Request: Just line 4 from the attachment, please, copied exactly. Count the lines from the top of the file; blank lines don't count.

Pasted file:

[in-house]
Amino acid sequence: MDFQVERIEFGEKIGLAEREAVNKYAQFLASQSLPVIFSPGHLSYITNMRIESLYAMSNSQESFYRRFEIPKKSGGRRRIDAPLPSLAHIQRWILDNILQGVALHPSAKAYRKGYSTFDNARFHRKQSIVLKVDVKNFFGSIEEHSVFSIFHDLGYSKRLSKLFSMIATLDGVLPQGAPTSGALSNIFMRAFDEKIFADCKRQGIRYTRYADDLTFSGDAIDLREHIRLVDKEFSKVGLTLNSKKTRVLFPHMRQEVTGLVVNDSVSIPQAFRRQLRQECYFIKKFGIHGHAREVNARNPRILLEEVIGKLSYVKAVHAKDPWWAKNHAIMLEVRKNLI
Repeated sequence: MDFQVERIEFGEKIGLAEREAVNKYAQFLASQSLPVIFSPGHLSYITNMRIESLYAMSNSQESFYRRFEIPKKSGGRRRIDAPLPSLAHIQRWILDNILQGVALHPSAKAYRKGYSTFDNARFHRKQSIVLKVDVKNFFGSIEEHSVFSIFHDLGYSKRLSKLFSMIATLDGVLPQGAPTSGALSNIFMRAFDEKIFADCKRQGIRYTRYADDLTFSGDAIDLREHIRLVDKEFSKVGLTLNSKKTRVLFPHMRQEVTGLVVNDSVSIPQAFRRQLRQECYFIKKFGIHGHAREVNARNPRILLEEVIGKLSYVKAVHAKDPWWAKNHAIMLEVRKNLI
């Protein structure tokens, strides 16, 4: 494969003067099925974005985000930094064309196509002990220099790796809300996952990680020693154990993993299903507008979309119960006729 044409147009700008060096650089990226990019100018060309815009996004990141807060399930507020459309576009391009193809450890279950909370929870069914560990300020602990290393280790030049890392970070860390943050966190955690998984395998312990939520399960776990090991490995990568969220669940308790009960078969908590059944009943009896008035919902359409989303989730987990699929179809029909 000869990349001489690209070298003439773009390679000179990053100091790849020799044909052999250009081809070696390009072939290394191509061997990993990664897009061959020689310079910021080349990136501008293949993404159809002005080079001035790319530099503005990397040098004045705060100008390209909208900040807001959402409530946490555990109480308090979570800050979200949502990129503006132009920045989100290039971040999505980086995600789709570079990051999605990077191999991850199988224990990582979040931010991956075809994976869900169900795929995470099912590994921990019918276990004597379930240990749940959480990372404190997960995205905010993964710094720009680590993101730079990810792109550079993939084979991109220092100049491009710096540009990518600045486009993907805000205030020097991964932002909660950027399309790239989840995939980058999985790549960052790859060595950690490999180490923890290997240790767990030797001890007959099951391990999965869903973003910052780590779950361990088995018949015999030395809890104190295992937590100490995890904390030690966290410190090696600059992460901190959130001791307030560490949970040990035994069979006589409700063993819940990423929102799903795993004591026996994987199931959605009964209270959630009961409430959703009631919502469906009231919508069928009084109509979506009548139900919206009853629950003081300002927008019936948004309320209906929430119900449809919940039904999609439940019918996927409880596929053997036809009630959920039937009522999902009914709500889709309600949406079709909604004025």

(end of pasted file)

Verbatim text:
């Protein structure tokens, strides 16, 4: 494969003067099925974005985000930094064309196509002990220099790796809300996952990680020693154990993993299903507008979309119960006729 044409147009700008060096650089990226990019100018060309815009996004990141807060399930507020459309576009391009193809450890279950909370929870069914560990300020602990290393280790030049890392970070860390943050966190955690998984395998312990939520399960776990090991490995990568969220669940308790009960078969908590059944009943009896008035919902359409989303989730987990699929179809029909 000869990349001489690209070298003439773009390679000179990053100091790849020799044909052999250009081809070696390009072939290394191509061997990993990664897009061959020689310079910021080349990136501008293949993404159809002005080079001035790319530099503005990397040098004045705060100008390209909208900040807001959402409530946490555990109480308090979570800050979200949502990129503006132009920045989100290039971040999505980086995600789709570079990051999605990077191999991850199988224990990582979040931010991956075809994976869900169900795929995470099912590994921990019918276990004597379930240990749940959480990372404190997960995205905010993964710094720009680590993101730079990810792109550079993939084979991109220092100049491009710096540009990518600045486009993907805000205030020097991964932002909660950027399309790239989840995939980058999985790549960052790859060595950690490999180490923890290997240790767990030797001890007959099951391990999965869903973003910052780590779950361990088995018949015999030395809890104190295992937590100490995890904390030690966290410190090696600059992460901190959130001791307030560490949970040990035994069979006589409700063993819940990423929102799903795993004591026996994987199931959605009964209270959630009961409430959703009631919502469906009231919508069928009084109509979506009548139900919206009853629950003081300002927008019936948004309320209906929430119900449809919940039904999609439940019918996927409880596929053997036809009630959920039937009522999902009914709500889709309600949406079709909604004025």